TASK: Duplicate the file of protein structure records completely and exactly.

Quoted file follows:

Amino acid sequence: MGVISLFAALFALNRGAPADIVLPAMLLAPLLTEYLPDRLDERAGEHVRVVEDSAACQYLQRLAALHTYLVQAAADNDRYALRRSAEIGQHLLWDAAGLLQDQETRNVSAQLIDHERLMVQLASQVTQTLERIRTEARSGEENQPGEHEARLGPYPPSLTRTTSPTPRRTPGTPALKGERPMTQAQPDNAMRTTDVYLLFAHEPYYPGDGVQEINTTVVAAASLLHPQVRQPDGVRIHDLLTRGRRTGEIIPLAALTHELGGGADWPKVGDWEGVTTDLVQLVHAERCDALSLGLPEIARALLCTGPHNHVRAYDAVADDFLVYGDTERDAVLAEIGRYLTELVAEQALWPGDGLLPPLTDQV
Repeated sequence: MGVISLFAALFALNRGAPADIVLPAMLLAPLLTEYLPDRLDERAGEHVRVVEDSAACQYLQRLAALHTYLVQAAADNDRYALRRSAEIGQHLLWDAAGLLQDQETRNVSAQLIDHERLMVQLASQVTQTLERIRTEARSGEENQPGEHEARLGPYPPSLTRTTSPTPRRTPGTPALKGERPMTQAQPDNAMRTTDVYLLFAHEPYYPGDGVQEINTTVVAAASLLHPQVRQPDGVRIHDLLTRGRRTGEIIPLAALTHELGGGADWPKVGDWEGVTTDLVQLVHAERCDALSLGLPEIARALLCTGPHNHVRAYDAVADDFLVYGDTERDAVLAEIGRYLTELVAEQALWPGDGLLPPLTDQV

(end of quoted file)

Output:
Amino acid sequence: MGVISLFAALFALNRGAPADIVLPAMLLAPLLTEYLPDRLDERAGEHVRVVEDSAACQYLQRLAALHTYLVQAAADNDRYALRRSAEIGQHLLWDAAGLLQDQETRNVSAQLIDHERLMVQLASQVTQTLERIRTEARSGEENQPGEHEARLGPYPPSLTRTTSPTPRRTPGTPALKGERPMTQAQPDNAMRTTDVYLLFAHEPYYPGDGVQEINTTVVAAASLLHPQVRQPDGVRIHDLLTRGRRTGEIIPLAALTHELGGGADWPKVGDWEGVTTDLVQLVHAERCDALSLGLPEIARALLCTGPHNHVRAYDAVADDFLVYGDTERDAVLAEIGRYLTELVAEQALWPGDGLLPPLTDQV
Repeated sequence: MGVISLFAALFALNRGAPADIVLPAMLLAPLLTEYLPDRLDERAGEHVRVVEDSAACQYLQRLAALHTYLVQAAADNDRYALRRSAEIGQHLLWDAAGLLQDQETRNVSAQLIDHERLMVQLASQVTQTLERIRTEARSGEENQPGEHEARLGPYPPSLTRTTSPTPRRTPGTPALKGERPMTQAQPDNAMRTTDVYLLFAHEPYYPGDGVQEINTTVVAAASLLHPQVRQPDGVRIHDLLTRGRRTGEIIPLAALTHELGGGADWPKVGDWEGVTTDLVQLVHAERCDALSLGLPEIARALLCTGPHNHVRAYDAVADDFLVYGDTERDAVLAEIGRYLTELVAEQALWPGDGLLPPLTDQV